June was certainly an anomalous month for book purchases, thanks to some strange discoveries I made about certain books being available at a certain chain of stores. Many of these were purchased in retail locations, respecting social distancing guidelines and all that. I am fortunate enough to live in a small city with very few cases, and in turn less restrictive regulations, otherwise I would not have shopped the way that I did. I just don’t want to encourage irresponsibility.
Let’s check out these books!
Devolution by Max Brooks is the only novel here that I did not purchase at a second-hand store. I loved his books The Zombie Survival Guide and World War Z, and have had my eye on this new book, giving an account of a Sasquatch massacre, for a while now. I discovered the hardcover edition on sale online and snatched it up.
Star Wars: Before the Awakening by Greg Rucka is a collection of three short stories/novellas(?) about each respective character on the cover, set before Star Wars Episode VII: The Force Awakens. I didn’t have any particular plans to ever read this book, but finding it for cheap second-hand was enough to get me to pick it up.
Look at that lovely novelization of King Kong by Delos W. Lovelace. I’ll probably read it some day, but I mostly picked it up for its beautifully pulpy cover art. It’s a hardcover too, and in surprisingly good condition considering the inside cover dates it to the 1970s. I just couldn’t pass it up.
The Acolyte is the one book by Nick Cutter that I’ve been the least interested in, though I’m not sure why. Maybe it’s because I’ve never seen it’s cover art designed in a way that matches it with his other novels. Nevertheless, I enjoy his horror novels and seeing a used copy in good condition was enough to get me to pick it up.
Now there were so many of these dang Star Wars graphic novels that it actually warranted another photo. All of these, along with those from last month, I purchased at a chain of dollar stores called Dollarama. I realized, a little too late, that it wasn’t just one store that had gotten a load of these books, but nearly every store in town. So, I went on a journey to check each location and see what I could find.
While this haul is substantial, it’s unfortunate that neither the volume of The Empire nor The New Republic are the first volume in their respective collections. Apparently they were all available early on, but I realized the wondrous thing that was happening too late. So, I picked up what I could. Each “Epic Collection” is normally over $50, so getting them for $4 each was a steal regardless of if I can start reading them in order or not.
These are the only two digital purchases I made this month. Star Wars: Rogues and Rebels was the final volume in Marvel’s series set between A New Hope and The Empire Strikes Back, so I was keen to finish the series as soon as possible.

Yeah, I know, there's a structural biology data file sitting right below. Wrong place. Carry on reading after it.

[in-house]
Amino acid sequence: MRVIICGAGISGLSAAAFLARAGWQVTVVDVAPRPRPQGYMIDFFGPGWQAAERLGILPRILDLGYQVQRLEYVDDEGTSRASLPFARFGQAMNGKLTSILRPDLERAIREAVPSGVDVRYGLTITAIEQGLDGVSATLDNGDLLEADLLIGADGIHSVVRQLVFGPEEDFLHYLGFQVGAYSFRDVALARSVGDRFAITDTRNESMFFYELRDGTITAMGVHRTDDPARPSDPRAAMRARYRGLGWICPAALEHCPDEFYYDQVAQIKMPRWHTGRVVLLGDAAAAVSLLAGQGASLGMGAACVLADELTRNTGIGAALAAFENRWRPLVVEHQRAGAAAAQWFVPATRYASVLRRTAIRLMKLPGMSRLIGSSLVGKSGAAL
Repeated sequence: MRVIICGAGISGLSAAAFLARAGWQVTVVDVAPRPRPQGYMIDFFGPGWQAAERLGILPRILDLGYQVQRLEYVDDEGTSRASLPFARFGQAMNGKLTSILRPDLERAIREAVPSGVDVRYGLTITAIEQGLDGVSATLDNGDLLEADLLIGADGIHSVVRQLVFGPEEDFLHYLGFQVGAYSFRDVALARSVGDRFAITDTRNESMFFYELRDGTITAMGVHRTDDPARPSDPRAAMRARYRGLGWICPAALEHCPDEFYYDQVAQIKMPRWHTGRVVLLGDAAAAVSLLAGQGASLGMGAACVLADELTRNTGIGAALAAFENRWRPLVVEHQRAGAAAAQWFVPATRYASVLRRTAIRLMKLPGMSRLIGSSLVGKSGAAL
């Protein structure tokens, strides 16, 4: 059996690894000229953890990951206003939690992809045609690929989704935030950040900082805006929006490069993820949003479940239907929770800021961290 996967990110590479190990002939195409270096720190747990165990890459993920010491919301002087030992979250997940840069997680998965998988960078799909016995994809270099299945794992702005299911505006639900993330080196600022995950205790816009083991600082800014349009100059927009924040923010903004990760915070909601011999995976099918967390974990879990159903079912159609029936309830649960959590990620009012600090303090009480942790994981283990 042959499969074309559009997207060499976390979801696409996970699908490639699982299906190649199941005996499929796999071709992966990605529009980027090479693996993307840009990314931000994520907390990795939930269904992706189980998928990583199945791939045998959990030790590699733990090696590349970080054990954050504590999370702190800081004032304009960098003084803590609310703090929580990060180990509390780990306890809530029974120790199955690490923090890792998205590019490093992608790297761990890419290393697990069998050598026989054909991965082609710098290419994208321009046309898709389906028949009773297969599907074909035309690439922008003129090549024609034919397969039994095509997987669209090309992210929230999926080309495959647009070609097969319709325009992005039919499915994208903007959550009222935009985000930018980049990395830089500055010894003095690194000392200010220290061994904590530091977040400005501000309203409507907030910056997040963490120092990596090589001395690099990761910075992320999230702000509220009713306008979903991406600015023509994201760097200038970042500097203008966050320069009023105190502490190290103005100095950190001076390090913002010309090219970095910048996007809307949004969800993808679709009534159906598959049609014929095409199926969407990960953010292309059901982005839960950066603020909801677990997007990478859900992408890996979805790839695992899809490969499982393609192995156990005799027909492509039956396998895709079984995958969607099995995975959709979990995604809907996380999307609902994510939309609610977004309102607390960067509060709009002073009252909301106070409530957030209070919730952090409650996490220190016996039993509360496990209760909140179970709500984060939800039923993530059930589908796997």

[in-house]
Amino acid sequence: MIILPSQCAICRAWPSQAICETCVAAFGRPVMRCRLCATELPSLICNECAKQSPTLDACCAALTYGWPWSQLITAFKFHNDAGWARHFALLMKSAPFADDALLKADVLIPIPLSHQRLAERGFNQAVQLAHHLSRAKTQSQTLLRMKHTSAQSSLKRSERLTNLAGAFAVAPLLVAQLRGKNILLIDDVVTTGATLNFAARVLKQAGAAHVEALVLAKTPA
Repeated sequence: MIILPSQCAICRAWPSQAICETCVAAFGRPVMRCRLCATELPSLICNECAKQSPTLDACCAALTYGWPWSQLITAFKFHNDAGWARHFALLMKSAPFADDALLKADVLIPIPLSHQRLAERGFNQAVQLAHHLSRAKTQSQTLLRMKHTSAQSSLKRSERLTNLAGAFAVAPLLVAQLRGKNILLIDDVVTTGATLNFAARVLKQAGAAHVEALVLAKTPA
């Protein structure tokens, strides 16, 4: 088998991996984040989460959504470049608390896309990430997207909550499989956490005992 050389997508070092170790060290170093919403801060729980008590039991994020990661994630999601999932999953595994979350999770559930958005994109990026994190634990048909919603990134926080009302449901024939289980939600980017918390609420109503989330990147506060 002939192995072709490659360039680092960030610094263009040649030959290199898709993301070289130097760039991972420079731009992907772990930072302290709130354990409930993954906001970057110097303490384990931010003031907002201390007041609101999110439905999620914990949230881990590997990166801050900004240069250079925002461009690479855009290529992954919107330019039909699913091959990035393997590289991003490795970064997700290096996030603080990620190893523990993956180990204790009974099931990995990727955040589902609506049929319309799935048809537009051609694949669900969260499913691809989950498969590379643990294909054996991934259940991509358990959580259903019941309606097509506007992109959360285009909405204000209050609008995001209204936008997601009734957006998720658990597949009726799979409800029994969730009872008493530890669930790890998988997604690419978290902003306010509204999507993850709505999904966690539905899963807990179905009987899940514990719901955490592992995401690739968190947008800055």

The other book is The Immortal Hulk: We Believe in Bruce Banner by Al Ewing et al, the sixth volume in the series. I had a couple to read before getting to this book, but the series was having a sale on Comixology, which as you know is often enough to secure a purchase from me.
The Oxford Book of Victorian Ghost Stories I was excited to discover in another blog’s WWW post. The title is basic and informational, yet something that immediately appeals to me. This book was almost under the “New Books” heading, as a matter of fact, but I decided to reign in my purchases a little.
Through the Woods by Emily Carroll I heard about while watching a video discussing horror graphic novels. This was one of a couple books given as an example of better Western horror comics that have come out recently, and that was enough to get my attention on it.
Gods Without Men by Hari Kunzru found its way onto my virtual shelf by virtue of how much I liked White Tears as a novel, deciding to check out more of the author’s work. I don’t know a whole lot about it, except that it involves magic realism and people disappearing and reappearing changed in the Mojave Desert.
Inside Mari by Shuzo Oshimi I also learned about from the above-mentioned video about horror comics. It is a body-swap story, where a man in his twenties wakes up to find himself in the body of a teenage girl. While a story like this usually has more of a screwball tone, this series apparently takes it in the direction of psychological horror as our protagonist struggles with losing their sense of self while living in the body of another person. I’m really interested in checking this series out, the only thing holding me back being the nine-volume investment that reading through it would be.
Giovanni’s Room by James Baldwin is yet another book that caught my eye in a WWW post. Apparently a classic of gay literature, the story follows an American in Paris in the 1950s who struggles with his sexual identity as he pursues a young woman for marriage while simultaneously having an affair with another man. It’s not a topic I usually go out of my way to read about, and it’s always good to mix up one’s reading habits. This looked like a good book for that.
I’ve been feeling worn down as of late, despite being in a fairly fortunate position all things considered, so I’m sure there are many others out there having a harder time of it. I just hope people stay strong and stay safe out there.
Have you had a book’s title so perfectly jump out at you, as The Oxford Book of Victorian Ghost Stories did for me? I’d love to hear about it in the comments.
Until next time, thank you for reading.